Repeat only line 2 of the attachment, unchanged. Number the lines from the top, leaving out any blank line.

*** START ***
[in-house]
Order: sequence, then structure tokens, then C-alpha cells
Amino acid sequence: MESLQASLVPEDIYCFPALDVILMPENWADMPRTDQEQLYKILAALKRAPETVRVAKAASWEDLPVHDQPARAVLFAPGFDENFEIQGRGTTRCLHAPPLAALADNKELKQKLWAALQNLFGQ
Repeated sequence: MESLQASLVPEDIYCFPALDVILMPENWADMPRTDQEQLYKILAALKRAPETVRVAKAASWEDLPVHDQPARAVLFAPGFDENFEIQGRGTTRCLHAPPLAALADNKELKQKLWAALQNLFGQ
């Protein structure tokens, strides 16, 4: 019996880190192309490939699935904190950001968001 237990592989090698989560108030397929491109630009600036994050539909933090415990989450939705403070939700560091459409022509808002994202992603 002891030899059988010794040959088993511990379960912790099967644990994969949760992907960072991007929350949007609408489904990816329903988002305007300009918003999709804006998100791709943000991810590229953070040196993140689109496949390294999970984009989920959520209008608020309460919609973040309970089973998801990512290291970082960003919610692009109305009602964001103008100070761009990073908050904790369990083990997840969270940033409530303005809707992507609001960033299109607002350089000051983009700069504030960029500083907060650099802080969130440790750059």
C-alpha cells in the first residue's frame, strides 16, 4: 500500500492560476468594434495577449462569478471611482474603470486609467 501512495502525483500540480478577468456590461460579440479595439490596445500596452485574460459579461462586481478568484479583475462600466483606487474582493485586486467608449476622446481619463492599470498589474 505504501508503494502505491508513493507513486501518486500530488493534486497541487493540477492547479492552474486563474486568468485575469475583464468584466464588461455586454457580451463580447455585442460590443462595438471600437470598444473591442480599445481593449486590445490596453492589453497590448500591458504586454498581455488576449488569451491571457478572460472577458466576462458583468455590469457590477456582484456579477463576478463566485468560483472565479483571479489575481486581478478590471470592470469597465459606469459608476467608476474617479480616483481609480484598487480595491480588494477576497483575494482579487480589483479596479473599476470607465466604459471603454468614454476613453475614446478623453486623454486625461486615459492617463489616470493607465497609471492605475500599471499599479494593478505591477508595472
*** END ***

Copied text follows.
Order: sequence, then structure tokens, then C-alpha cells